Even before the pandemic, in this age of the New Jim Crow, students who are Black, Indigenous and people of color were afraid to go to the library or gym, lest they be treated as if they didn’t belong and violently wrenched from their routine. In the middle of a pandemic and in spite of awareness raised by the Black Lives Matter movement, University campus police have already firmly established a dangerous and terrifying precedent: They may stop and arrest students who don’t appear white without due process and at any time. Any decisive steps made toward institutional equity must begin by breaking with this precedent.

Perhaps more worryingly, this precedent of stopping and frisking, one of an assumed burden of risk for daring to be in public, hasn’t been challenged by implementing restorative justice processes or revising harmful public policies. Academic, abstract narrativizing on behalf of oppressed groups is a limited form of engagement — while it can become the animus of meaningful change, it does little to curtail the systems of racist hungers that create concrete suffering on the ground. While the University is more than willing to tout its Diversity, Equity and Inclusion summits, it has thus far taken no real action to prevent future harms. 

What would that look like? While parading a community member in front of largely white audiences might create the illusion of progress, real progress would look like taking steps to prevent students of color from needing to endure the possibility of traumatizing encounters, with armed on-campus police or ICE, in the first place. Real progress would look like University lawyers making sure talented students and alums like Justin Gordon get the jobs they deserve, that they’ve earned, but can’t currently get because of the University’s police force. Awareness isn’t action.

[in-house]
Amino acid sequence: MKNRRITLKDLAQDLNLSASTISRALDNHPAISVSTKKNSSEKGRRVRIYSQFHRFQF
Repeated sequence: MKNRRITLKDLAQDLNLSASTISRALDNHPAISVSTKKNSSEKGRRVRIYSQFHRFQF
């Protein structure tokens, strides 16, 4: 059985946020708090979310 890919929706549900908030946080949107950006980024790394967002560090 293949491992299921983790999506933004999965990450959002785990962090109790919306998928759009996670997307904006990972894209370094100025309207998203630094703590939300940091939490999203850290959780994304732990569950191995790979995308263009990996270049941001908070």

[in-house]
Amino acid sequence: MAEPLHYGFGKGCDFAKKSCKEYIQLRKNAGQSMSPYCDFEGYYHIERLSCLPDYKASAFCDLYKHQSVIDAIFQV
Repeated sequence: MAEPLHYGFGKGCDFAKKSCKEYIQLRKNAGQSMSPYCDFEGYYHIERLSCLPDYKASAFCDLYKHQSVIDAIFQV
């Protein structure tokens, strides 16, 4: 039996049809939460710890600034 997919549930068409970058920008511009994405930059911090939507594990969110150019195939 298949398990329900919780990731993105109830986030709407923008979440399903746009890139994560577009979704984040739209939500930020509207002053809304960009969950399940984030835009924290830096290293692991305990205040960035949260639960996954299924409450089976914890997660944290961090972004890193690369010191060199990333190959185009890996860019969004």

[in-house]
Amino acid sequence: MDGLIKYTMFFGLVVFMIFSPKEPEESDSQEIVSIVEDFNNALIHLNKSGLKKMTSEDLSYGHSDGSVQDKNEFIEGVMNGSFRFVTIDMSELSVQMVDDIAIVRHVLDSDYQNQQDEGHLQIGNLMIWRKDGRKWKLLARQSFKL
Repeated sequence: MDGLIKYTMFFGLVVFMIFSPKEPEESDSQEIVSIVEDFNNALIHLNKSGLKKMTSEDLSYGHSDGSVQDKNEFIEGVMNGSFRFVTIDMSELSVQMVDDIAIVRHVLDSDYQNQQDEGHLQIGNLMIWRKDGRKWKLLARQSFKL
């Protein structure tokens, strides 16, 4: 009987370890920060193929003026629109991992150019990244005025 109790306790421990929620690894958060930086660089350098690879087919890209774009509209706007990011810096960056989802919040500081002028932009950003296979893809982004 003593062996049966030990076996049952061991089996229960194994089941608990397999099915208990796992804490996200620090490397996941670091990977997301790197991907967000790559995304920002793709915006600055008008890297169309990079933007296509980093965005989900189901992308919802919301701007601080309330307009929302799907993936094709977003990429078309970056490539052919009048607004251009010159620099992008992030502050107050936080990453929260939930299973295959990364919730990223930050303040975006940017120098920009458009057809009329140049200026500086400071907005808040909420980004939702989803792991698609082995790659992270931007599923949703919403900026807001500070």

Freedom and ease of movement should be a given in academic spaces and in any community space committed to ensuring the safety of its members. While this should be a given everywhere, the very least the University administration can do is file down the teeth of its inherently racist policing institutions. Defunding policing as an institution is so much more than a symbolic gesture because the police state in America isn’t merely an arm of this country built by-and-large of historical white supremacy: It is its violent core. Representation and hope aren’t enough; real, lasting change will require institutional courage and bold action. In this historic moment, we have the chance to clarify the difference between them.

Sierra Élise Hansen can be reached at hsierra@umich.edu.